Story & photos by Marky Ramone Go
I remember the sheen of the rising sun lighting up an ember at the edge of the hills of sand dunes. It is the first thing I saw from where I laid out on a mattress in the open desert.
A few feet away from me, I noticed a black scorpion struggling to crawl away. I look up at our guide with a smile on his face. “Close call” he tells me before breaking into a grin.
“They are poisonous but they don’t kill people,” he adds. That prevented me from thinking the night we spent at the desert of Jaisalmer was a life-threatening one.
One by one; myself, Aileen and the five other Indian travelers we befriended rose up and marveled at the spectacular sunrise. As what we have witnessed the previous sunset, the rising sun over the desert of Jaisalmer is a picture to behold. It was a rarity finding myself unable to even capture it with my camera. I gazed at it like a lovelorn soul looking at a goddess.
The youngest of our guide—already an expert camel herder–kick started the Holi celebration by yelling Holee Mubaarak (Hindi for Happy Holi) before our other two guides started tossing colored powders on us. Before we knew it, we were smudged with pink, yellow, violet, red and blue colors on our faces.
The Holi Festival is an ancient Hindu Festival known as the “festival of colors.” Held predominantly in the Indian subcontinent, it celebrates the victory of good over evil. The manner it is reveled originated from the childhood pranks of Lord Krishna—the reincarnation of Lord Vishnu—of dousing village kids with colored waters.
Occurring every year on the day after the first full moon of March, Holi Festival coincided the morning after our magical experience of sleeping on the sand dunes of Jaisalmer.
Our trek back to the city of Jaisalmer was filled with gaiety episodes bookending with a bittersweet farewell to our camels—who proved to be loveable creatures of the unforgiving terrain of Rajasthan. I patted mine on the head and hear her make a sound as if acknowledging my gesture of goodbye.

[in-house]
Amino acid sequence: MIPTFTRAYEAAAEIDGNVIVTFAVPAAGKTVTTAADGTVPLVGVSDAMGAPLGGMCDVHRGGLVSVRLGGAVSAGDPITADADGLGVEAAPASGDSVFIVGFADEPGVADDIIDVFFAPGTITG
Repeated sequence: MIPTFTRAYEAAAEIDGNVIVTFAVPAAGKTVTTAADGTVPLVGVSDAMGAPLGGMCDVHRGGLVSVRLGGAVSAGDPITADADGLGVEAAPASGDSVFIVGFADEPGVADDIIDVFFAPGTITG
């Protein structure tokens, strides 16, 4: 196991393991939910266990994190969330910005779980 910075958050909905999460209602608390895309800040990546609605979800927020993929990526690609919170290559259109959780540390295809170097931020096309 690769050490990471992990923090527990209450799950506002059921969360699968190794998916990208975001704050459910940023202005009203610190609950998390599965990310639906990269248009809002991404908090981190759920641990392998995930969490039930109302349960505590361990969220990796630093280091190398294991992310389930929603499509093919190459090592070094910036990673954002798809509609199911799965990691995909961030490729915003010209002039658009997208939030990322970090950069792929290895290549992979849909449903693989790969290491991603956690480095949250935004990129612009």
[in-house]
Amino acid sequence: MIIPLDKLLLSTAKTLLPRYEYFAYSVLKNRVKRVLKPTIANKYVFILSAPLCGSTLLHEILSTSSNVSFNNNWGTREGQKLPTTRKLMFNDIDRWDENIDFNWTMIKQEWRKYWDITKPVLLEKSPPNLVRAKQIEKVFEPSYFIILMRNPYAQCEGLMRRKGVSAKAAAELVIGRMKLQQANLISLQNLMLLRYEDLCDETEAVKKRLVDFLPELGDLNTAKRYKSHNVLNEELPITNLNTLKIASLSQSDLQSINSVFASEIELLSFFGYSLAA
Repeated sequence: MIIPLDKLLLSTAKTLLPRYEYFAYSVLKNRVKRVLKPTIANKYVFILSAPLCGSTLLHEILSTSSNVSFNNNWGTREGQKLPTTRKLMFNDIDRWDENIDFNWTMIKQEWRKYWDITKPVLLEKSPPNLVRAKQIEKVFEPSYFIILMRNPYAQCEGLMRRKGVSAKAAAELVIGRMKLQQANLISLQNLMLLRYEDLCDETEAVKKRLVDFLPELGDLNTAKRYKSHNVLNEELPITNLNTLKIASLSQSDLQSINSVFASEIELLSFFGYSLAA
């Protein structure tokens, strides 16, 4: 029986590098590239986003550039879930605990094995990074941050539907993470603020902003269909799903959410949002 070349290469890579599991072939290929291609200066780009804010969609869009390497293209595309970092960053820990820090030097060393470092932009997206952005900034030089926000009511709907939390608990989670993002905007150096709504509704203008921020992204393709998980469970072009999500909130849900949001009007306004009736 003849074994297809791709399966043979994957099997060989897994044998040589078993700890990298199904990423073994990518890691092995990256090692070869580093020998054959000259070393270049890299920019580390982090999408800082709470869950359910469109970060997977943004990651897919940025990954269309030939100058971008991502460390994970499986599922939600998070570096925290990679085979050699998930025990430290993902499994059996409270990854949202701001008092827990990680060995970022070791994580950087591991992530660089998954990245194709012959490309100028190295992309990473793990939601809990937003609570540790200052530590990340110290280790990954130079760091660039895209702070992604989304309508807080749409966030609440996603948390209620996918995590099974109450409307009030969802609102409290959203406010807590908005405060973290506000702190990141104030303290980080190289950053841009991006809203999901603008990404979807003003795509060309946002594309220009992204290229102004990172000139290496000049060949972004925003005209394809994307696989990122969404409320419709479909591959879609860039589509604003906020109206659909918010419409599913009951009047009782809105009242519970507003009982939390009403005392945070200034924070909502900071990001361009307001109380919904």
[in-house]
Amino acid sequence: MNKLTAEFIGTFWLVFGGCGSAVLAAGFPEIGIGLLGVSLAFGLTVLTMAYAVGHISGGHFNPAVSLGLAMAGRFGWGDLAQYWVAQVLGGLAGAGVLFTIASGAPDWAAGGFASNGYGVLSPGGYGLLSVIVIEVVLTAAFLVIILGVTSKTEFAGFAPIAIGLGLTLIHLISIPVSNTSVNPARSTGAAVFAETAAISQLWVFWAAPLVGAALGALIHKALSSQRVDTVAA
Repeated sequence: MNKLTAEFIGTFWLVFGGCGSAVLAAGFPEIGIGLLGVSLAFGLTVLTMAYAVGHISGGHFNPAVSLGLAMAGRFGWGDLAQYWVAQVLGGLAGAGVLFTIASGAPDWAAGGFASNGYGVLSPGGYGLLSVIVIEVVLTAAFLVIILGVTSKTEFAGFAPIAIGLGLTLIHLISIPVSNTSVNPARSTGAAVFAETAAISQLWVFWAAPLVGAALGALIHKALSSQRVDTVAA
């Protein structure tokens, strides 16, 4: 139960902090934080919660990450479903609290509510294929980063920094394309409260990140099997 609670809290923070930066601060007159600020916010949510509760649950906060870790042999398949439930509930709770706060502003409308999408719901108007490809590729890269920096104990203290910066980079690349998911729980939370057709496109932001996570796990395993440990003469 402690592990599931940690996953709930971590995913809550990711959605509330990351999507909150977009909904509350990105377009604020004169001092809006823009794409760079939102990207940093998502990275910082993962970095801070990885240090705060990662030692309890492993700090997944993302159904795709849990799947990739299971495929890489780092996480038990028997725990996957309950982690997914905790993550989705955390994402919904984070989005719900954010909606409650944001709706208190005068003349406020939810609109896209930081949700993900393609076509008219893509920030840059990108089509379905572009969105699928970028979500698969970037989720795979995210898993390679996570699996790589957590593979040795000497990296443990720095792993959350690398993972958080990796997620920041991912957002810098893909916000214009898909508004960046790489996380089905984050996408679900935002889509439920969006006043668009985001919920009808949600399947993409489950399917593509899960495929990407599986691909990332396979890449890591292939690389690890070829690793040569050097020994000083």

More colors in Jaisalmer
Although compared to other cities in India such as Vrindavan, Pushkar, Jaipur and Hampi, the Holi Festival in Jaisalmer appear more laid-back and intimate. There are no mosh-pit type of crowd gatherings on the streets. Rather, locals parade on the streets in waves of varying numbers from a handful to a couple of dozen. Still, I can’t deny feeling the unique festive vibe of the Holi. After wiping the blotches of color powder on my face, I joined our group on the street of Jaisalmer with a clean slate. The locals seem to notice it because a minute later, we were all blemished again with rainbow colors.
I love the fact that the revelers were polite about it. They always ask my permission before flinging powders to my direction. I was like “bring it on, I’m game for this.”
Around early noon, the euphoric vibe turned more chaotic as the crowd started to thicken. Chaotic in a way it should be—otherwise it won’t be the Holi I’ve always wanted to witness.
Good karma brought the Holi to me
I wouldn’t have known that in my excitement to book cheap plane tickets to Kolkata would overlap with the Holi Festival. I just picked two random dates 26 days apart in March to pencil my first-ever visit to India.
Four years later and after a couple more return journeys to India, and the memory of that Holi Festival remains as crystal clear in my head. I can still hear the laughter of the jubilant merrymakers as we all chuck colored powder in the air, catching it by dancing under it facing the sky and with outstretched arms.
Living up to the original emphasis of the Holi rituals to shy away the demoness Holika, I felt like I’ve shed my own inner demons as well. My initial trip to India not only opened my eyes to a wider world, I also discovered my good karma—the main mechanism that brought me there. A favorable fate that shall come aplenty, if only we can continue doing things at the pure desire of our heart and soul.